July 25, 2016

“Hidden In My Body:” The Case Of The Unapparent Uterine Fibroid

By Aimee Gallagher, MPH, MS, Scientific Program Manager at SWHR

Uterine fibroids were something that I didn’t know a thing about until I walked out of my healthcare provider’s office in August 2014. I showed no other symptoms, yet I was carrying around a cantaloupe-sized tumor that seemed to be almost hidden in my body.

Fibroids, also known as leiomyomas, are benign tumors that develop from the smooth muscular tissue of the uterus, and are the leading cause of hysterectomy [1]. Their growth is fueled by estrogen, making women in their reproductive years more prone to them. As many as 20 to 50 percent of women live with fibroids [2], with African American women about three times more likely to experience fibroids than white women [3]. Many women never experience the symptoms [2], which can include heavy menstrual bleeding, pelvic pressure, frequent urination, and back pain, just to name a few.

The type of fibroid, too, can influence symptoms. Different types of fibroids include submucosal (growth into the uterine cavity), subserosal/pedunculated (outside, but connected to the uterus) and intramural (inside the wall of the uterus). Even the location, size and number of fibroids can influence a woman’s symptoms, or lack thereof.

Most fibroids are not cancerous – more than 99 percent, in fact [4]. While the exact cause of uterine fibroids is still unknown, researchers and clinicians point to genetic changes and hormones. If a woman’s mother had fibroids, she is three times more likely to have them. Research also shows that women who are overweight or who eat a lot of red meat are more prone to develop fibroids [5]. Currently, there is no way to prevent fibroids [6].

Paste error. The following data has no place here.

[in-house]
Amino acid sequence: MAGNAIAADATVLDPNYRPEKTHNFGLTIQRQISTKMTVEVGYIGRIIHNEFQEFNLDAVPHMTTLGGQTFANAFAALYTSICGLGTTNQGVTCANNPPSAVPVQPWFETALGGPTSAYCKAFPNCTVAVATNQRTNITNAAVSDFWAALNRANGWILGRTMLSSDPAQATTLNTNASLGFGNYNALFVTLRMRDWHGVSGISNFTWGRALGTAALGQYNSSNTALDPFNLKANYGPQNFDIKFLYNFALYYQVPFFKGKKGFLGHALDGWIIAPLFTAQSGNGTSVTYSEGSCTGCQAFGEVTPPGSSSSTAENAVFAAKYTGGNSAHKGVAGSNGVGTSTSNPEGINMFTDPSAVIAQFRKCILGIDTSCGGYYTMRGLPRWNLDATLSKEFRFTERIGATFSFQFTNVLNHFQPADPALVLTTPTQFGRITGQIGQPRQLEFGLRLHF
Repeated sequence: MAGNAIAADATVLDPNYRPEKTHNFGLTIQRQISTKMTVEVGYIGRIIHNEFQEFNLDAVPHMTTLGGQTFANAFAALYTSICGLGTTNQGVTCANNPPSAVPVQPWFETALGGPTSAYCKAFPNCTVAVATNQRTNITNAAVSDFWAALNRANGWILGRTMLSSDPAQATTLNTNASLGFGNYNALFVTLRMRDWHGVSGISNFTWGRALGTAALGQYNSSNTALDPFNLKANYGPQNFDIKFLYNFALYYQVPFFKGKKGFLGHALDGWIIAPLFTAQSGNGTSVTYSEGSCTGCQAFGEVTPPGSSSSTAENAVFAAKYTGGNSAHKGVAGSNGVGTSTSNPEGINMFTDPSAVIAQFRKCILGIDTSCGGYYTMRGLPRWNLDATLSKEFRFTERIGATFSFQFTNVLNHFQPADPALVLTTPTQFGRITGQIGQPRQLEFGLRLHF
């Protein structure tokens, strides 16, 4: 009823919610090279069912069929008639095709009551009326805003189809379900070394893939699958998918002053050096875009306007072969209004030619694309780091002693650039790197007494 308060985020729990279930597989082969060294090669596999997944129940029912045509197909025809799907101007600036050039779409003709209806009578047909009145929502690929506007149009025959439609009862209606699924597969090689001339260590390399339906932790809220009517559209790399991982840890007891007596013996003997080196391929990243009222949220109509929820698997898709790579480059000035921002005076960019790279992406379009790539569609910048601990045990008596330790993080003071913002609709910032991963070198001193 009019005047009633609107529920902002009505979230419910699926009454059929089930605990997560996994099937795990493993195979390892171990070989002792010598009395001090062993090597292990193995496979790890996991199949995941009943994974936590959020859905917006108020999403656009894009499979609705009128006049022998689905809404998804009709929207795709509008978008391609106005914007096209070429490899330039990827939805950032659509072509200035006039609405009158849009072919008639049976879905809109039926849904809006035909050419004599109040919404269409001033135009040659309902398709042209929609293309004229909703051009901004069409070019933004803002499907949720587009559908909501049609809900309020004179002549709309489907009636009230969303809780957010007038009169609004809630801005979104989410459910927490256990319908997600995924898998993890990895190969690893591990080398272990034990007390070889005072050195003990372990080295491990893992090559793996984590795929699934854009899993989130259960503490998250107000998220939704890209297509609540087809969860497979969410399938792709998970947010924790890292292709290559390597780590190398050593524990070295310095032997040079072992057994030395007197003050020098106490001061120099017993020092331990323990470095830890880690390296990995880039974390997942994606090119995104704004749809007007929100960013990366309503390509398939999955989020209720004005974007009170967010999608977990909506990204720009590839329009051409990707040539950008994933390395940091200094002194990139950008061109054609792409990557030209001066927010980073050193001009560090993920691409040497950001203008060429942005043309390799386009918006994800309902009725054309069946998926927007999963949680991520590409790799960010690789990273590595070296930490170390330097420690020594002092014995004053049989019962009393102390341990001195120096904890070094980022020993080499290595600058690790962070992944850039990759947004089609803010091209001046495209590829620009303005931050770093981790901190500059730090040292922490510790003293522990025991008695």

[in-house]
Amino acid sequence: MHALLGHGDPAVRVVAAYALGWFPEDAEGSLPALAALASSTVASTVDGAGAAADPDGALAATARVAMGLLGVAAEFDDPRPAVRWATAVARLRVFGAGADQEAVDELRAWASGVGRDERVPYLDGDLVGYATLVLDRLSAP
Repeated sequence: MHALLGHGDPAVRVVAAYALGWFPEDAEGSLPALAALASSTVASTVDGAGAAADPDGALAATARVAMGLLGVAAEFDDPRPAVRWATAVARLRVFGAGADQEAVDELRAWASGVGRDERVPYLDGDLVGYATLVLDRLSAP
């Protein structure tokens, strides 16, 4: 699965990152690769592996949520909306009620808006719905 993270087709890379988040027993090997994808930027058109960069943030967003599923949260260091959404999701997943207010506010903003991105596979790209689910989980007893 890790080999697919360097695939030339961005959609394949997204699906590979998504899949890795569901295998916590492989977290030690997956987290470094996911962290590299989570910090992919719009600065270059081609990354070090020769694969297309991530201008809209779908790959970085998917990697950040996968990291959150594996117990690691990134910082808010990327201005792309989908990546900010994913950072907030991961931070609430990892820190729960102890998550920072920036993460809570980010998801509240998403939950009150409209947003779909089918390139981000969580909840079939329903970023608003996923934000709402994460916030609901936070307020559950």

My story is a bit different than the typical fibroid story. In the summer of 2014, I was lying down and noticed a large bump on the right side of my stomach. I tend to be the kind of person who is fascinated by health issues and I’m not a worrier, so I assumed it was food moving through my digestive system. However, I called a friend who is a nurse practitioner and she advised me to ‘watch and wait.’ The protrusion was never visible when I was standing, only when lying down. After two months of watching and waiting, I made an appointment to see an internist.

After examination, I was sent for two ultrasounds. From there, I was advised to see a gynecologist and received my diagnosis: I was toting around a three-pound, cantaloupe-sized pedunculated fibroid. I was told to schedule surgery and plan for three nights in the hospital and six weeks of recovery. I would be having the equivalent of a Cesarean section.

My thoughts were scattered – the possibility of the fibroid being cancerous came up, as did the possibility of needing a hysterectomy or a blood transfusion. I scanned dozens of peer-reviewed medical journal articles, medical websites and had many conversations with friends who are in the healthcare field – all of which left me reassured that I’d be fine.

In December 2014, I had the surgery and enjoyed my six weeks of recovery. Since then, I have not experienced any complications, have healed rather quickly and am now three pounds lighter!

I share my story of discovery, treatment, and recovery to encourage other women to advocate for their health. If you notice something that is abnormal, whether it is a new mole, feeling tired all the time, or a fibroid protrusion, be your own advocate. Ask questions. Get answers.

The Society for Women’s Health Research encourages all women to be their own health advocates and understand how they play an important role in their healthcare. Learn more about the work we do by visiting our website.